He put his hands to his mouth and shouted down the ravine—it was
almost like shouting down a tunnel—and the echoes jumped from rock
After a long time there came back the drawling, sleepy snarl of a full-fed
tiger just wakened.
"Who calls?" said Shere Khan, and a splendid peacock fluttered up out of
the ravine screeching.
"I, Mowgli. Cattle thief, it is time to come to the Council Rock! Down—hurry
them down, Akela! Down, Rama, down!"
The herd paused for an instant at the edge of the slope, but Akela gave
tongue in the full hunting-yell, and they pitched over one after the
other, just as steamers shoot rapids, the sand and stones spurting up
round them. Once started, there was no chance of stopping, and before they
were fairly in the bed of the ravine Rama winded Shere Khan and bellowed.
"Ha! Ha!" said Mowgli, on his back. "Now thou knowest!" and the torrent of
black horns, foaming muzzles, and staring eyes whirled down the ravine
just as boulders go down in floodtime; the weaker buffaloes being
shouldered out to the sides of the ravine where they tore through the
creepers. They knew what the business was before them—the terrible
charge of the buffalo herd against which no tiger can hope to stand. Shere
Khan heard the thunder of their hoofs, picked himself up, and lumbered
down the ravine, looking from side to side for some way of escape, but the
walls of the ravine were straight and he had to hold on, heavy with his
dinner and his drink, willing to do anything rather than fight. The herd
splashed through the pool he had just left, bellowing till the narrow cut
rang. Mowgli heard an answering bellow from the foot of the ravine, saw
Shere Khan turn (the tiger knew if the worst came to the worst it was
better to meet the bulls than the cows with their calves), and then Rama
tripped, stumbled, and went on again over something soft, and, with the
bulls at his heels, crashed full into the other herd, while the weaker
buffaloes were lifted clean off their feet by the shock of the meeting.
That charge carried both herds out into the plain, goring and stamping and
snorting. Mowgli watched his time, and slipped off Rama's neck, laying
about him right and left with his stick.
"Quick, Akela! Break them up. Scatter them, or they will be fighting one
another. Drive them away, Akela. Hai, Rama! Hai, hai, hai! my children.
Softly now, softly! It is all over."
Akela and Gray Brother ran to and fro nipping the buffaloes' legs, and
though the herd wheeled once to charge up the ravine again, Mowgli managed
to turn Rama, and the others followed him to the wallows.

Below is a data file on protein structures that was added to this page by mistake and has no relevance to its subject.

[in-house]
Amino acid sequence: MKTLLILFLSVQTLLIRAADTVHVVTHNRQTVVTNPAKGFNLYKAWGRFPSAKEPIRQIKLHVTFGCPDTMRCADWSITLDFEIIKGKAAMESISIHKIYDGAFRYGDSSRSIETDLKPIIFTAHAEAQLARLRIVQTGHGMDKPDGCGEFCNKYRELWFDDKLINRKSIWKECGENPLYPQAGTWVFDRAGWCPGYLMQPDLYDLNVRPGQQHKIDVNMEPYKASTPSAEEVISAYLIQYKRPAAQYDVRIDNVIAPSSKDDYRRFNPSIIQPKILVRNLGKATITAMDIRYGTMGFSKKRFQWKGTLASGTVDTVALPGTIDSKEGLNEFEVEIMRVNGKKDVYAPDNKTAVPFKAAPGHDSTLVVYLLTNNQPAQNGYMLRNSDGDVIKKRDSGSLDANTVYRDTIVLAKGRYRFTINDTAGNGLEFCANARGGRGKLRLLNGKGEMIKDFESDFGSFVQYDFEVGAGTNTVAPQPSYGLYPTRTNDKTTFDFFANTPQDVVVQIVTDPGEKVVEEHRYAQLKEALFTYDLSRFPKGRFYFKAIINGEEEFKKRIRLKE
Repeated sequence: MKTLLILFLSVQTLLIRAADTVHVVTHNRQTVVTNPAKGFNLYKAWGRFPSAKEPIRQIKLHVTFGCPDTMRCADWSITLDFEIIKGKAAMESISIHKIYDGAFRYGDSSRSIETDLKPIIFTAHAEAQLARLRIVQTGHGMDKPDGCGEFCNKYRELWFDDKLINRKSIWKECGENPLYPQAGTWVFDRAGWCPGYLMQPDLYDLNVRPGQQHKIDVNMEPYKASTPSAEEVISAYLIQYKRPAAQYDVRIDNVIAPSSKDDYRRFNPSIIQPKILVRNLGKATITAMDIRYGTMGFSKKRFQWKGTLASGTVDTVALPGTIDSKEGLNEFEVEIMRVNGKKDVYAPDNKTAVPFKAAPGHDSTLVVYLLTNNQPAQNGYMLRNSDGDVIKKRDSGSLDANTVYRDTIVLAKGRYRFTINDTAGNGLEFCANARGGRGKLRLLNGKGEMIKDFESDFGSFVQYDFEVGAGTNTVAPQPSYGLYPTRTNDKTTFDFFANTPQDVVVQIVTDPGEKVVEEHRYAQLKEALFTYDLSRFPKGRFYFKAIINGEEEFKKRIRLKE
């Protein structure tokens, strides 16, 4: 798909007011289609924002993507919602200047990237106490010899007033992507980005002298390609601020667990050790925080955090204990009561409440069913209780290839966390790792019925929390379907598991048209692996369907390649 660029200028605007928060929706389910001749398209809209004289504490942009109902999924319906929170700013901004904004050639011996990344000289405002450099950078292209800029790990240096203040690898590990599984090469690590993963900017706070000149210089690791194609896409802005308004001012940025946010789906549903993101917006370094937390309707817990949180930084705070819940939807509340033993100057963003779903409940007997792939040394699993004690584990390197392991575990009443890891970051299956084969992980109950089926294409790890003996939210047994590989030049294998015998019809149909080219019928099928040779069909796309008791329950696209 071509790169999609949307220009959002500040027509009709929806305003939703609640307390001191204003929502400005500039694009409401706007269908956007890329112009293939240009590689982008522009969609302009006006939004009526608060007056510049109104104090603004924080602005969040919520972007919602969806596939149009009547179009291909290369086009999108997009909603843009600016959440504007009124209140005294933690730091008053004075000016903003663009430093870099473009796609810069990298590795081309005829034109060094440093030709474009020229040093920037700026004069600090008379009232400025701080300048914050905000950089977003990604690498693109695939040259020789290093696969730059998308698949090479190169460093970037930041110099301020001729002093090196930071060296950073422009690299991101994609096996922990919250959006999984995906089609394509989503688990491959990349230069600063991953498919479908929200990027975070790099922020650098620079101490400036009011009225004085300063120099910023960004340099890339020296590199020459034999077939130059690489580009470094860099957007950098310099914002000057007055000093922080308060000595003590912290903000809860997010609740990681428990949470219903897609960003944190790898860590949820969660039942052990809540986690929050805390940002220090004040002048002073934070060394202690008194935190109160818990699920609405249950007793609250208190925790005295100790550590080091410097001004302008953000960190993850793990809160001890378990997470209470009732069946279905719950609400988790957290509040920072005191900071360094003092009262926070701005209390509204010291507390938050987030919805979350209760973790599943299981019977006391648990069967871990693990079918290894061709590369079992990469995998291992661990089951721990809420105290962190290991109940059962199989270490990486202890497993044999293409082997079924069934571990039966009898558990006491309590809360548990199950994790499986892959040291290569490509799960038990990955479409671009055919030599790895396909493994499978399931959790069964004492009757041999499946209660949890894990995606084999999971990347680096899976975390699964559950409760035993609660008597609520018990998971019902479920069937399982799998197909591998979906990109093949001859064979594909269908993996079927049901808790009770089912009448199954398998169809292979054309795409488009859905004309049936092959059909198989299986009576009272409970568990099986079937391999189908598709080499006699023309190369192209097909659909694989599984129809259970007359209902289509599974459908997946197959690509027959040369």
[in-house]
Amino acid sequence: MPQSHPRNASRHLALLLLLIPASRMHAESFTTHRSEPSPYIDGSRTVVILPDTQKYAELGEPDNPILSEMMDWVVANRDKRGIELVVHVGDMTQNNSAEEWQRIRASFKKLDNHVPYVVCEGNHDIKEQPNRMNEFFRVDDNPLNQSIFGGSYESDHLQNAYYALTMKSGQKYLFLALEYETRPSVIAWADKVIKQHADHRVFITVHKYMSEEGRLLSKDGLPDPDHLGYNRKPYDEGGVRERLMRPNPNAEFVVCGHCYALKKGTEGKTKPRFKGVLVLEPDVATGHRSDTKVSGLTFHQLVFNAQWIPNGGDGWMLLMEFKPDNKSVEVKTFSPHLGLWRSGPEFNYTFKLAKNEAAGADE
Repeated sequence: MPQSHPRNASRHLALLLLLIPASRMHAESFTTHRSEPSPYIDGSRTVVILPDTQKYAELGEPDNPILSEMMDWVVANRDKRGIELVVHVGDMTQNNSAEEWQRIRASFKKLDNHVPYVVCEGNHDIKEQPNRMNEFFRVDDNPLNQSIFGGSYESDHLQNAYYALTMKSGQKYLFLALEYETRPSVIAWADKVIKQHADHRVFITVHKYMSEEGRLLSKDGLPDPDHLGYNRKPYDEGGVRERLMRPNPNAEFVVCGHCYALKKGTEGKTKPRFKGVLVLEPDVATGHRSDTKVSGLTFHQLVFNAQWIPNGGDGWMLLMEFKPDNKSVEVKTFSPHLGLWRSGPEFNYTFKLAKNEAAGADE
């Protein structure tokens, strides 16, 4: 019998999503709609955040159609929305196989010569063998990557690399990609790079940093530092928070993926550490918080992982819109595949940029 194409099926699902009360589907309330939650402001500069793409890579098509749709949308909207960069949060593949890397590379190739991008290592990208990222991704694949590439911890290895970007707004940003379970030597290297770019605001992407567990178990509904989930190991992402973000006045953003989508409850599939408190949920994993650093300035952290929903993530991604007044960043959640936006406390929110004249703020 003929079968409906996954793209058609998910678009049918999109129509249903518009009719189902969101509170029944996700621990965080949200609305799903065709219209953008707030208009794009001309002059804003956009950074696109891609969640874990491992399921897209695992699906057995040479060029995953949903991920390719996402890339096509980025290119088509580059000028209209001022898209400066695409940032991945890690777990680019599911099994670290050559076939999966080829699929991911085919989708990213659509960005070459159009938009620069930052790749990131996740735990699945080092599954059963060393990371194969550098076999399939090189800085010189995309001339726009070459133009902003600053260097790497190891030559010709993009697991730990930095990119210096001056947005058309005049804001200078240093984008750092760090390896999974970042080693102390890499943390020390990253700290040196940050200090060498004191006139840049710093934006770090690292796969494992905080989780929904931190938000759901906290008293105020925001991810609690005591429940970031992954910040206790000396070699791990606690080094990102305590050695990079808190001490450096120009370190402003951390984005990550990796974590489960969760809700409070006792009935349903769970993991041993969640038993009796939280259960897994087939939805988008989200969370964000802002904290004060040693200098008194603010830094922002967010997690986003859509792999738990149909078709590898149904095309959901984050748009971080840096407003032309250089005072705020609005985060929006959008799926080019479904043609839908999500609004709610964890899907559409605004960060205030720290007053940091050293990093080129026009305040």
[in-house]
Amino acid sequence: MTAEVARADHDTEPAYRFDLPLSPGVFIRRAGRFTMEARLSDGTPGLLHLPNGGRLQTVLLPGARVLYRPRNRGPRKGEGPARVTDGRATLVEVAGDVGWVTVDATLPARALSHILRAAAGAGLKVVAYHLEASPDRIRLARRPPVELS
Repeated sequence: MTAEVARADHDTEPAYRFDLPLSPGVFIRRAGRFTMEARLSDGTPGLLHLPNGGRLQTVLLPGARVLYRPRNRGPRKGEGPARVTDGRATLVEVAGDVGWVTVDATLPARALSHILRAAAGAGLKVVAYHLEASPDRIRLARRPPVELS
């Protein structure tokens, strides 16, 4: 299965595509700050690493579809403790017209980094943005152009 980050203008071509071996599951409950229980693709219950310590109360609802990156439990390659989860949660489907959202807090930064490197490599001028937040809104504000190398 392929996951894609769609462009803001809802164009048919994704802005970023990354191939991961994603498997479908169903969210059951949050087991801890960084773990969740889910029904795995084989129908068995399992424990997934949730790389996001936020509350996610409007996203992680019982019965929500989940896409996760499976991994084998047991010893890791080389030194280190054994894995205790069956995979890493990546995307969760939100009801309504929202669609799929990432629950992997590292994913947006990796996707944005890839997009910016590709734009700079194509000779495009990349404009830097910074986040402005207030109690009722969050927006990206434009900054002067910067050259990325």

Shere Khan needed no more trampling. He was dead, and the kites were
coming for him already.
"Brothers, that was a dog's death," said Mowgli, feeling for the knife he
always carried in a sheath round his neck now that he lived with men. "But
he would never have shown fight. His hide will look well on the Council
Rock. We must get to work swiftly."
A boy trained among men would never have dreamed of skinning a ten-foot
tiger alone, but Mowgli knew better than anyone else how an animal's skin
is fitted on, and how it can be taken off. But it was hard work, and
Mowgli slashed and tore and grunted for an hour, while the wolves lolled
out their tongues, or came forward and tugged as he ordered them.
Presently a hand fell on his shoulder, and looking up he saw Buldeo with
the Tower musket. The children had told the village about the buffalo
stampede, and Buldeo went out angrily, only too anxious to correct Mowgli
for not taking better care of the herd. The wolves dropped out of sight as
soon as they saw the man coming.
"What is this folly?" said Buldeo angrily. "To think that thou canst skin
a tiger! Where did the buffaloes kill him? It is the Lame Tiger too, and
there is a hundred rupees on his head. Well, well, we will overlook thy
letting the herd run off, and perhaps I will give thee one of the rupees
of the reward when I have taken the skin to Khanhiwara." He fumbled in his
waist cloth for flint and steel, and stooped down to singe Shere Khan's
whiskers. Most native hunters always singe a tiger's whiskers to prevent
his ghost from haunting them.
"Hum!" said Mowgli, half to himself as he ripped back the skin of a
forepaw. "So thou wilt take the hide to Khanhiwara for the reward, and
perhaps give me one rupee? Now it is in my mind that I need the skin for
my own use. Heh! Old man, take away that fire!"
"What talk is this to the chief hunter of the village? Thy luck and the
stupidity of thy buffaloes have helped thee to this kill. The tiger has
just fed, or he would have gone twenty miles by this time. Thou canst not
even skin him properly, little beggar brat, and forsooth I, Buldeo, must
be told not to singe his whiskers. Mowgli, I will not give thee one anna
of the reward, but only a very big beating. Leave the carcass!"
"By the Bull that bought me," said Mowgli, who was trying to get at the
shoulder, "must I stay babbling to an old ape all noon? Here, Akela, this
man plagues me."
Buldeo, who was still stooping over Shere Khan's head, found himself